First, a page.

At 20,322 feet (6,194 meters), Denali (formerly Mt McKinley) is North America’s highest mountain peak. Formed 60 million years ago, this snow-capped granite mountain is a part of the Alaska Range and features both a northern and southern summit, the latter of which is higher and climbed more often. In August 2015, US President Barack Obama used his executive power to rename the mountain from Mt McKinley to Denali, its Alaska Native name, which Alaskans had already been using for decades.
While no one successfully summited Denali until 1913 (the first attempt was in 1903), today it is climbed very regularly. Climbers typically opt for the West Buttress Route, which begins at 13,000 feet (3,962 meters) and is known as the least technical route. Still, only about half of the people who attempt this trail make it to the top. Denali is not an easy climb, and preparations must be made to stay safe and avoid dangerous predicaments.
There are many ways to experience the mountain aside from actually climbing it, however. First of all, it’s within Denali National Park, so hiking the park’s trails can award spectacular views of the high peak. When entering the park, the peak will come into view as early as Mile 9. One of the most popular places to photograph the mountain is from Reflection Pond, which offers a serene and unobstructed view. Moreover, both a flightseeing tour from Anchorage and an off-road Jeep adventure in Denali National Park allow for photo-worthy views of the continent’s highest mountain.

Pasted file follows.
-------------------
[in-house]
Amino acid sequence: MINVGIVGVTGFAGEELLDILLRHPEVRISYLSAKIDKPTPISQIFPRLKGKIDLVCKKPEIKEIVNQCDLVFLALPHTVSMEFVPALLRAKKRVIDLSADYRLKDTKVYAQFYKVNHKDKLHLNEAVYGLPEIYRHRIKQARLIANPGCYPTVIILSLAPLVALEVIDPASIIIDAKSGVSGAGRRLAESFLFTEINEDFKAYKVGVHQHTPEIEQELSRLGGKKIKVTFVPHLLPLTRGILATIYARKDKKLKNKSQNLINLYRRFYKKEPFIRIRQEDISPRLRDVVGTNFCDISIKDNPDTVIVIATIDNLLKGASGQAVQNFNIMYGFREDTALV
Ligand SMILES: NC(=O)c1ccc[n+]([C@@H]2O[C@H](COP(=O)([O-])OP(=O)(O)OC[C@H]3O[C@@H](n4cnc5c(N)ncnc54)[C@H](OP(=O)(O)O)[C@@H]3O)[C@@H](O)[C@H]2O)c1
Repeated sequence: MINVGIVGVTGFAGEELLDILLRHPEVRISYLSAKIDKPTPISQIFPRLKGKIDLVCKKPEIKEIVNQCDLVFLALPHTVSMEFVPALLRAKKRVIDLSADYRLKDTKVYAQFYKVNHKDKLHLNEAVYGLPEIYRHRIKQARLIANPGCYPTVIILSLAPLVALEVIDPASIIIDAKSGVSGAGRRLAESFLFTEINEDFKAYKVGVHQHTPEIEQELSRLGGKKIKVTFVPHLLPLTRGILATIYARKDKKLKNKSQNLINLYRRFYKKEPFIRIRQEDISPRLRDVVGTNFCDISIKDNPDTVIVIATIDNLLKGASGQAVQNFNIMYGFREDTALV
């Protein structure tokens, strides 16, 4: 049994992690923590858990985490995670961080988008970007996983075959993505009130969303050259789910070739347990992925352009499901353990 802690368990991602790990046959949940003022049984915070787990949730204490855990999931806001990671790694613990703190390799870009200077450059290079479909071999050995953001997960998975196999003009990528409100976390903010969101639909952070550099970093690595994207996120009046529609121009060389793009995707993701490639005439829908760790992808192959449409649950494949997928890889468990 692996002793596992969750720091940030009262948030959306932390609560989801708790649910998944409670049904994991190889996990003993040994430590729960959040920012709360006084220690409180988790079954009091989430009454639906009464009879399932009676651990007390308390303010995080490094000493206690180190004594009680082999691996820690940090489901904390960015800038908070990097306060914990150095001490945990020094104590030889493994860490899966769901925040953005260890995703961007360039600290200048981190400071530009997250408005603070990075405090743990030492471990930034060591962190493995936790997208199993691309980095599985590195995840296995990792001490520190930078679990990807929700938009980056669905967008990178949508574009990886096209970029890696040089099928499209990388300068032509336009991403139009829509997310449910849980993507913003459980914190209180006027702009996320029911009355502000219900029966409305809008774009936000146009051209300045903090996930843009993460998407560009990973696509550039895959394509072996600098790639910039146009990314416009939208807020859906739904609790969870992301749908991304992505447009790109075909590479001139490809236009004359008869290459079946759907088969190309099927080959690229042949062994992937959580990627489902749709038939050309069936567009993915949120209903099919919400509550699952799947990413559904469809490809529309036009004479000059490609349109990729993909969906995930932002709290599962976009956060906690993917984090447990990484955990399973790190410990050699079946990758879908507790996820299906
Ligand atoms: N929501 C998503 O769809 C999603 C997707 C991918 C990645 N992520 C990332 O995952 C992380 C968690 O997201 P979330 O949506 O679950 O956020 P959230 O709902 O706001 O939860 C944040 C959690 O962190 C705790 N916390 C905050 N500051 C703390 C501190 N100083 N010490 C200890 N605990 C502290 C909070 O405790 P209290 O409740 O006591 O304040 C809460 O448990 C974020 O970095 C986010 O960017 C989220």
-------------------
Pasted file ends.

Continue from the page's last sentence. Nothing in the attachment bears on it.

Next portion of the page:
The entry fee to Denali National Park is $10 for individuals and $20 for cars; however, if you plan to climb Denali there will be extra fees. The best time to visit the park is in mid-May through mid-September. You can reach the park via Alaska Highway 3 (aka George Parks Highway), with the entrance sitting about five hours from Anchorage.